Five Poems of Love

M Zaman

A Poem of Love

The first morning they forded the stream, the second morning
they hold hands, and the third morning they kissed; their hearts

fluttered… the jasmines and the hibiscuses are in full bloom;
the bougainvillea scream its intense colors. Does dream has

meaning or elephants fly? Dream weaves its slender threads;
dream floats deeper into other dreams; horizons blurred; time

Is torn; space collapsed, and gravity devastating.

The Second Poem of Love

Trees blaze in flames of impossible colors, and she dances
in the alleys of redolent lilacs. Fetch me a little love, she said.
I asked, from where? From the thin air, she said. So, I catch
a butterfly; I count the colors; it has every color a wing can carry.

The Third Poem of Love

Pencils of a drunken moon, vertical and fenestrated through
and through; a grunting noise; a raindrop seeps through the

window pane; blighted midnight; drunk was the moon; alone
she walked into the whispering shadows of unkempt mangrove

The Fourth Poem of Love

Wisdom has no love, says the celibate priest, then he weeps,
and says to the priestess: O’ priestess, tear my ornate robe and

listen to my heart’s affliction. My head is wise, but my heart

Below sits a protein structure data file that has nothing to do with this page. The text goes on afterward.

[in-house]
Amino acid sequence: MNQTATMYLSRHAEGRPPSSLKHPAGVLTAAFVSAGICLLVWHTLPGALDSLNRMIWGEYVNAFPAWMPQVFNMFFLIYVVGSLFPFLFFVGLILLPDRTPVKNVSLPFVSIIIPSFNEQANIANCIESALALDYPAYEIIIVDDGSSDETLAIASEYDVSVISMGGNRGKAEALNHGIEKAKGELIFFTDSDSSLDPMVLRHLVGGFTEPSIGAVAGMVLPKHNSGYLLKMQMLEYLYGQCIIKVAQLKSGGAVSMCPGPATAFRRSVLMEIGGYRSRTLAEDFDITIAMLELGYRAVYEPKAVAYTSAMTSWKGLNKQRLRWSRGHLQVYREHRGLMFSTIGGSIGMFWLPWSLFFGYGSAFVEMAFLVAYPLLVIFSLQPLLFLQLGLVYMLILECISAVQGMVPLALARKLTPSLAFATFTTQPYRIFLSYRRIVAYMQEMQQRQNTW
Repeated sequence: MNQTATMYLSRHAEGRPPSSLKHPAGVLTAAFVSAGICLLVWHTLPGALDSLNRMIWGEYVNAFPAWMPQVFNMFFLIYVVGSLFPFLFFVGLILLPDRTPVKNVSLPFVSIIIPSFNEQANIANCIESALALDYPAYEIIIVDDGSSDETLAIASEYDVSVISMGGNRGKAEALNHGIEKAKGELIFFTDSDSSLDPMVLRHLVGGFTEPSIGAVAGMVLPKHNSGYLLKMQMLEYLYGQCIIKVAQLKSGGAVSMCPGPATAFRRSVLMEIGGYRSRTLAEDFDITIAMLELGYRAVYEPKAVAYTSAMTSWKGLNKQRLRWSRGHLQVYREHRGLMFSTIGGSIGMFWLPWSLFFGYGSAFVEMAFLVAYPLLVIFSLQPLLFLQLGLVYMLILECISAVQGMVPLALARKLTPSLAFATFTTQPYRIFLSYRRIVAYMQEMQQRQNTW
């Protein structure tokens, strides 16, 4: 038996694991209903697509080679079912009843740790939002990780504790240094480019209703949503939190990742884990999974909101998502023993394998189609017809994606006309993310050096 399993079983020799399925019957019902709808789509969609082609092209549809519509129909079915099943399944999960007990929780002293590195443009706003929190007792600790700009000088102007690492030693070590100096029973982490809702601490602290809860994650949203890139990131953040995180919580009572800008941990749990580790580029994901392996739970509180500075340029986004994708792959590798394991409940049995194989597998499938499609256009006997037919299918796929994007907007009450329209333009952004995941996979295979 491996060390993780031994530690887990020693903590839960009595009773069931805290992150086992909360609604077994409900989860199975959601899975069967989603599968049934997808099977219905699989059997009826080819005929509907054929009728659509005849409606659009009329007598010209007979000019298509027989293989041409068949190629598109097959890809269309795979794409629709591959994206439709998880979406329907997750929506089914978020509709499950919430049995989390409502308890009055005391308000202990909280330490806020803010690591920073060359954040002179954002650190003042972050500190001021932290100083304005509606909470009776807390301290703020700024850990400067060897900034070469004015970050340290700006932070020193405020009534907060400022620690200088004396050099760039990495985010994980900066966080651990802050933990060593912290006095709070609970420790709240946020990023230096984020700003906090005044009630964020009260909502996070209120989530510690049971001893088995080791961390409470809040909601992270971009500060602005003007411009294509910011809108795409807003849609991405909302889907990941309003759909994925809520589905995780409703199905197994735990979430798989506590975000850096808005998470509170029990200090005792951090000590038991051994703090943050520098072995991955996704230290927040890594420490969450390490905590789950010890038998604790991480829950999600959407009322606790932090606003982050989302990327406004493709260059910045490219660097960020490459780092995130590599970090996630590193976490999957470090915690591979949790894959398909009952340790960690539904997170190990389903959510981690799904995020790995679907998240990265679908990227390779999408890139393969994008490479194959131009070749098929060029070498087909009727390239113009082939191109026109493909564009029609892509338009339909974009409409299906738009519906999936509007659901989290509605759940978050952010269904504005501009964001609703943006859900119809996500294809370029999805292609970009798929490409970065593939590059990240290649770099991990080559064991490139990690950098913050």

is not; thus spoken, he placed his heart on a lovely posy; and

offered the priestess his last homily.

The Fifth Poem of Love

My wife is a singer; she is training her voice; a sitar,
a harmonium and a printed article on quantum suicide –
it’s mine.
Eggs, avocado and a few slices of full-grain bread, this
is the morning; Doctor Faustus is on the floor; I picked
up the book and read to my wife: “run softly, softly, horses
of midnight.”

A poet and an accidental physician; he lives with his lovely wife on the Raquette River in a quaint college town on the foothills of the majestic Adirondacks, enchantingly irenic with rivulets full of toothsome water, and hills rarely trodden. His poems are published or accepted for publication in the High Shelf Press, the Stardust Review, the Black Horse Review La Piccioletta Barca and the Cathexis North West Press. He also writes in his native language Bangla. His most recent publication in Bangla is a translation of the Epic of Gilgamesh.

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